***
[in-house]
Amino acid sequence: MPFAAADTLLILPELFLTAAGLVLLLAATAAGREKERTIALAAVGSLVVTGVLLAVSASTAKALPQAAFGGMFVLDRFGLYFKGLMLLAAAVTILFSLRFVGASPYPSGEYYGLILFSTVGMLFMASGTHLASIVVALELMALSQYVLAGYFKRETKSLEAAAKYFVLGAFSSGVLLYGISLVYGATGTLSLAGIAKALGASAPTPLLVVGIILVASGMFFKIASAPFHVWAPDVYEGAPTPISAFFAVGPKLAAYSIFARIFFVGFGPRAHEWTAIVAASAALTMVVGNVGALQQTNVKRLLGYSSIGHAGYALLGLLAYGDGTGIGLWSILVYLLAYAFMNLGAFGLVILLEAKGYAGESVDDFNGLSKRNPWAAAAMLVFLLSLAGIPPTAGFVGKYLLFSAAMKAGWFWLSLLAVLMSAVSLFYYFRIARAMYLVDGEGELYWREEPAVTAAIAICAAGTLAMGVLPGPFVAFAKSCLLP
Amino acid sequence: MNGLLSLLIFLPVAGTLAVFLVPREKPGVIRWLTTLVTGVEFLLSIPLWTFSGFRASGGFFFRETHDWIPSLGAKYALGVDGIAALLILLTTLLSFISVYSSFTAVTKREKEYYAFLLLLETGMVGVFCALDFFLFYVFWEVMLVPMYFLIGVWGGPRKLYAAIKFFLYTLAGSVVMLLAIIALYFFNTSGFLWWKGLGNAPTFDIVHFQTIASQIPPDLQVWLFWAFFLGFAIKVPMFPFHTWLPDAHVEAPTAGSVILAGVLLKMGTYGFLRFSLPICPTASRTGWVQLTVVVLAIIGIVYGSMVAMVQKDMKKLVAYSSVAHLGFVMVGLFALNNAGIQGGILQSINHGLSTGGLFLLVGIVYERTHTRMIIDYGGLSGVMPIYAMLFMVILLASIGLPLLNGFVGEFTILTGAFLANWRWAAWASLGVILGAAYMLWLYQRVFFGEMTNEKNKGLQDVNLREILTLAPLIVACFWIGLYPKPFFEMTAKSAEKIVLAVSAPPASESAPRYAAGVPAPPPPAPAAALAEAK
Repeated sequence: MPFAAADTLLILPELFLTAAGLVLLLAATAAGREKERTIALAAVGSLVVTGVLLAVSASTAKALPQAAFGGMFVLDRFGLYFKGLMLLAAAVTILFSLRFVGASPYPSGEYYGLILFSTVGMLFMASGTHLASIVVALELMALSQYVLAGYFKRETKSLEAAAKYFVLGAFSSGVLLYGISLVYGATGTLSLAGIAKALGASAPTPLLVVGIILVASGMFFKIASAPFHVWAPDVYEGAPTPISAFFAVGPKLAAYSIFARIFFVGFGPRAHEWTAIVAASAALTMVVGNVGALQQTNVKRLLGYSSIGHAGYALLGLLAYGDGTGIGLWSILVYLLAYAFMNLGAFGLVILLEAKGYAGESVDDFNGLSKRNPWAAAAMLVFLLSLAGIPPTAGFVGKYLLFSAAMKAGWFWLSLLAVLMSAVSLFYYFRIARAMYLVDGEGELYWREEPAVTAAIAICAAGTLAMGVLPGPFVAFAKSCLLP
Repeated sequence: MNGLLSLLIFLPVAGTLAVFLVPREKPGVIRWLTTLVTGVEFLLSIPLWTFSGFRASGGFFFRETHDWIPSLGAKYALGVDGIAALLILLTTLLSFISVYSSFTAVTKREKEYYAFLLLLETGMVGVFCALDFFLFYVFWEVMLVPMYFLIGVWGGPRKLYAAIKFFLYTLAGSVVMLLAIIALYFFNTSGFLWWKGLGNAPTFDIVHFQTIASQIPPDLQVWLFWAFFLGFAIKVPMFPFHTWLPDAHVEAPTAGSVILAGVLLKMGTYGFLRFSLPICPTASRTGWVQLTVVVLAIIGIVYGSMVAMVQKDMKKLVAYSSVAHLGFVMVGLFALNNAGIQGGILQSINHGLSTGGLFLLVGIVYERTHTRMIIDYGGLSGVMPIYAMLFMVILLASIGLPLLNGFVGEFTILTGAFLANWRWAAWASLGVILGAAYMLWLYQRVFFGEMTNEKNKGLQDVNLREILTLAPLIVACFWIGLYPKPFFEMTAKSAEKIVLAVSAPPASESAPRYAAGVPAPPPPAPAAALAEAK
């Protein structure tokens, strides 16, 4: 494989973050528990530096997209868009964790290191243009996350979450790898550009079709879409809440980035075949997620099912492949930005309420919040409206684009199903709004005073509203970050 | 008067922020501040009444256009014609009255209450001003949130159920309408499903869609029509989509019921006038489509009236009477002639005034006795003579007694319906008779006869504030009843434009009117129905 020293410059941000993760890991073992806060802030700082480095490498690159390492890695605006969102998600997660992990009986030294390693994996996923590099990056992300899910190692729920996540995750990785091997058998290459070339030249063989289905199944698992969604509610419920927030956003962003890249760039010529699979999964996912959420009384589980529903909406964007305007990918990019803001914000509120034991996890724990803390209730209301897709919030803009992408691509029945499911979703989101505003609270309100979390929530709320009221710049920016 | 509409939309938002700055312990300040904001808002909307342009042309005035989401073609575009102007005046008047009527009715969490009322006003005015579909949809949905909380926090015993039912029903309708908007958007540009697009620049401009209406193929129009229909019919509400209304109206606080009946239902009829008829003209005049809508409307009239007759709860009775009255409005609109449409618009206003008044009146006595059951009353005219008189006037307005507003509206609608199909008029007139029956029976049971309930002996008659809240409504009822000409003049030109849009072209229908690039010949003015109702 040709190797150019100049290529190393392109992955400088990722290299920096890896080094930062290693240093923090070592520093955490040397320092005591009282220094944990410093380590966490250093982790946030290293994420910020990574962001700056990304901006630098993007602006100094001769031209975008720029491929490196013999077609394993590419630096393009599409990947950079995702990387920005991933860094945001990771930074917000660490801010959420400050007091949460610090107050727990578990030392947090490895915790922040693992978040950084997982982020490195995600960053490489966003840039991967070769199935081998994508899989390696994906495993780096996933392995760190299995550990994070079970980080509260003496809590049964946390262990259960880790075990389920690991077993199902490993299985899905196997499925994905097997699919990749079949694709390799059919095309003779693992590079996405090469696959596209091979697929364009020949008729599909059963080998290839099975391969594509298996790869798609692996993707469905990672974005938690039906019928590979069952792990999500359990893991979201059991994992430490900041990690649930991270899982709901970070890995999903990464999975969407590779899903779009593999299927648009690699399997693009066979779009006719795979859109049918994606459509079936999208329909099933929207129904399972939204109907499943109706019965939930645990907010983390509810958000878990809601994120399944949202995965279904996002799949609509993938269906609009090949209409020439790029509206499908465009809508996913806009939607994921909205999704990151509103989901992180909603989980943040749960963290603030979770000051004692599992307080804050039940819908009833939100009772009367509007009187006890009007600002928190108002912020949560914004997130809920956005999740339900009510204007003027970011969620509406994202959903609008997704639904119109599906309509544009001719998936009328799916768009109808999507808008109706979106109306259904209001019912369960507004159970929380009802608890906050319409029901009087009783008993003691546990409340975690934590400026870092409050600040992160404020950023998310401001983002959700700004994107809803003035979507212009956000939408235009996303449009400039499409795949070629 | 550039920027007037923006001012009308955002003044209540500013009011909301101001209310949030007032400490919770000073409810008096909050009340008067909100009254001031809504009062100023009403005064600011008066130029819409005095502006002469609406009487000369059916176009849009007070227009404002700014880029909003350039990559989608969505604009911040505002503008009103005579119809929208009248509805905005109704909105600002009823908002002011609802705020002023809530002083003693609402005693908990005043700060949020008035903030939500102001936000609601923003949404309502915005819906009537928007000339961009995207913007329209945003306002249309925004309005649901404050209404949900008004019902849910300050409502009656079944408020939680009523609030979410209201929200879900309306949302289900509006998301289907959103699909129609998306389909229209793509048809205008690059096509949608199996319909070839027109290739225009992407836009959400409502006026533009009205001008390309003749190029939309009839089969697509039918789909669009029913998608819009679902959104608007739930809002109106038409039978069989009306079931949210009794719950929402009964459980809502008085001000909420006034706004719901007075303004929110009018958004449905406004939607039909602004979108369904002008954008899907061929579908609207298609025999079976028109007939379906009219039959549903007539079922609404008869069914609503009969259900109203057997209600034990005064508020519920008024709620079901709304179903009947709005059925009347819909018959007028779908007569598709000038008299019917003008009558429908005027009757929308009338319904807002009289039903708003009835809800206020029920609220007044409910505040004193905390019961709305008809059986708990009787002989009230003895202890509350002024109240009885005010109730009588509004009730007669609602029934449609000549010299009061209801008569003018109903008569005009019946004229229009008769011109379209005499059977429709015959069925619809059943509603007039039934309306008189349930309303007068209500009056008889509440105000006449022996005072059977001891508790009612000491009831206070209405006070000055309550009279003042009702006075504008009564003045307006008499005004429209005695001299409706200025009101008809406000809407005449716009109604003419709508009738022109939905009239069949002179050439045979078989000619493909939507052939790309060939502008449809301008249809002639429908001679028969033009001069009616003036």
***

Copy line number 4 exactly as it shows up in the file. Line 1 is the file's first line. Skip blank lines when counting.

Repeated sequence: MPFAAADTLLILPELFLTAAGLVLLLAATAAGREKERTIALAAVGSLVVTGVLLAVSASTAKALPQAAFGGMFVLDRFGLYFKGLMLLAAAVTILFSLRFVGASPYPSGEYYGLILFSTVGMLFMASGTHLASIVVALELMALSQYVLAGYFKRETKSLEAAAKYFVLGAFSSGVLLYGISLVYGATGTLSLAGIAKALGASAPTPLLVVGIILVASGMFFKIASAPFHVWAPDVYEGAPTPISAFFAVGPKLAAYSIFARIFFVGFGPRAHEWTAIVAASAALTMVVGNVGALQQTNVKRLLGYSSIGHAGYALLGLLAYGDGTGIGLWSILVYLLAYAFMNLGAFGLVILLEAKGYAGESVDDFNGLSKRNPWAAAAMLVFLLSLAGIPPTAGFVGKYLLFSAAMKAGWFWLSLLAVLMSAVSLFYYFRIARAMYLVDGEGELYWREEPAVTAAIAICAAGTLAMGVLPGPFVAFAKSCLLP